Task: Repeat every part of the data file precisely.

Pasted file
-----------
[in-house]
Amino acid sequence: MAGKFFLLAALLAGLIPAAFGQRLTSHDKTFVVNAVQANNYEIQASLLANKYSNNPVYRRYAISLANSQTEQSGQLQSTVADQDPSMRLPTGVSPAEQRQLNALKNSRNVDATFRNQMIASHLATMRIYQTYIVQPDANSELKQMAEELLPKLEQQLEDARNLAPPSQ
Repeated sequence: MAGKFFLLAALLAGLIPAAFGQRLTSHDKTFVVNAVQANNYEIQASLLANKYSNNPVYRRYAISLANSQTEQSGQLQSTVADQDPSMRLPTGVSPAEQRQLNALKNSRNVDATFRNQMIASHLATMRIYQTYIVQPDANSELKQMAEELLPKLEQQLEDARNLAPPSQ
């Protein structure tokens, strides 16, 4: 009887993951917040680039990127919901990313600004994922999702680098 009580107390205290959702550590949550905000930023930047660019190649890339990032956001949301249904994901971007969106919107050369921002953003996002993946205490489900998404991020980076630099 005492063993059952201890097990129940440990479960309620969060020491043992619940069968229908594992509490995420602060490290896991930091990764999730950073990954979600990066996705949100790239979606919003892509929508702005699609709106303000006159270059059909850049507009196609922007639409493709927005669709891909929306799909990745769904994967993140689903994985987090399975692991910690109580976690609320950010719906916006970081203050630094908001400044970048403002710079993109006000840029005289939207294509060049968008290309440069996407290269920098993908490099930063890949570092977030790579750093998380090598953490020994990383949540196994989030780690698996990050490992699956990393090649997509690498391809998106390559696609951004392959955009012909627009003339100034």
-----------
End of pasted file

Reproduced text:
[in-house]
Amino acid sequence: MAGKFFLLAALLAGLIPAAFGQRLTSHDKTFVVNAVQANNYEIQASLLANKYSNNPVYRRYAISLANSQTEQSGQLQSTVADQDPSMRLPTGVSPAEQRQLNALKNSRNVDATFRNQMIASHLATMRIYQTYIVQPDANSELKQMAEELLPKLEQQLEDARNLAPPSQ
Repeated sequence: MAGKFFLLAALLAGLIPAAFGQRLTSHDKTFVVNAVQANNYEIQASLLANKYSNNPVYRRYAISLANSQTEQSGQLQSTVADQDPSMRLPTGVSPAEQRQLNALKNSRNVDATFRNQMIASHLATMRIYQTYIVQPDANSELKQMAEELLPKLEQQLEDARNLAPPSQ
């Protein structure tokens, strides 16, 4: 009887993951917040680039990127919901990313600004994922999702680098 009580107390205290959702550590949550905000930023930047660019190649890339990032956001949301249904994901971007969106919107050369921002953003996002993946205490489900998404991020980076630099 005492063993059952201890097990129940440990479960309620969060020491043992619940069968229908594992509490995420602060490290896991930091990764999730950073990954979600990066996705949100790239979606919003892509929508702005699609709106303000006159270059059909850049507009196609922007639409493709927005669709891909929306799909990745769904994967993140689903994985987090399975692991910690109580976690609320950010719906916006970081203050630094908001400044970048403002710079993109006000840029005289939207294509060049968008290309440069996407290269920098993908490099930063890949570092977030790579750093998380090598953490020994990383949540196994989030780690698996990050490992699956990393090649997509690498391809998106390559696609951004392959955009012909627009003339100034």